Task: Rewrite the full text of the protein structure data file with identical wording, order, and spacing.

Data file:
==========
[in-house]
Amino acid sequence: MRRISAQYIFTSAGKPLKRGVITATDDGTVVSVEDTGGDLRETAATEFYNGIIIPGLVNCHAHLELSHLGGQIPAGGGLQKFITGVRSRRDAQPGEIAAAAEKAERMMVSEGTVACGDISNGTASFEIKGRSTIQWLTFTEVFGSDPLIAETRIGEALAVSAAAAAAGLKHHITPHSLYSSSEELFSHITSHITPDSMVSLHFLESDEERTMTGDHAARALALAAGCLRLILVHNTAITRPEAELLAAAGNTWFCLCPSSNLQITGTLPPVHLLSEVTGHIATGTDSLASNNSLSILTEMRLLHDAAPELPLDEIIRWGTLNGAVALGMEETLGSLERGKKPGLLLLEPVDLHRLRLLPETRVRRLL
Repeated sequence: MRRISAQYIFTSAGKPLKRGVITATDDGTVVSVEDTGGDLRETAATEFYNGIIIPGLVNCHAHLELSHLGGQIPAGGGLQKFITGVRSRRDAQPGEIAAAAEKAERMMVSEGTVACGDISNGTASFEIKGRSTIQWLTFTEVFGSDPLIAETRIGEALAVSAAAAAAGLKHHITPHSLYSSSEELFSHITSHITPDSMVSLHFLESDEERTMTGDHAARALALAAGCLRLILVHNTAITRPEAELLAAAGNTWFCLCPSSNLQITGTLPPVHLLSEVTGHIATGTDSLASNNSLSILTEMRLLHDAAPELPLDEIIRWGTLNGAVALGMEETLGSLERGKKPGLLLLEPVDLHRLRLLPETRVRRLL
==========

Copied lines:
[in-house]
Amino acid sequence: MRRISAQYIFTSAGKPLKRGVITATDDGTVVSVEDTGGDLRETAATEFYNGIIIPGLVNCHAHLELSHLGGQIPAGGGLQKFITGVRSRRDAQPGEIAAAAEKAERMMVSEGTVACGDISNGTASFEIKGRSTIQWLTFTEVFGSDPLIAETRIGEALAVSAAAAAAGLKHHITPHSLYSSSEELFSHITSHITPDSMVSLHFLESDEERTMTGDHAARALALAAGCLRLILVHNTAITRPEAELLAAAGNTWFCLCPSSNLQITGTLPPVHLLSEVTGHIATGTDSLASNNSLSILTEMRLLHDAAPELPLDEIIRWGTLNGAVALGMEETLGSLERGKKPGLLLLEPVDLHRLRLLPETRVRRLL
Repeated sequence: MRRISAQYIFTSAGKPLKRGVITATDDGTVVSVEDTGGDLRETAATEFYNGIIIPGLVNCHAHLELSHLGGQIPAGGGLQKFITGVRSRRDAQPGEIAAAAEKAERMMVSEGTVACGDISNGTASFEIKGRSTIQWLTFTEVFGSDPLIAETRIGEALAVSAAAAAAGLKHHITPHSLYSSSEELFSHITSHITPDSMVSLHFLESDEERTMTGDHAARALALAAGCLRLILVHNTAITRPEAELLAAAGNTWFCLCPSSNLQITGTLPPVHLLSEVTGHIATGTDSLASNNSLSILTEMRLLHDAAPELPLDEIIRWGTLNGAVALGMEETLGSLERGKKPGLLLLEPVDLHRLRLLPETRVRRLL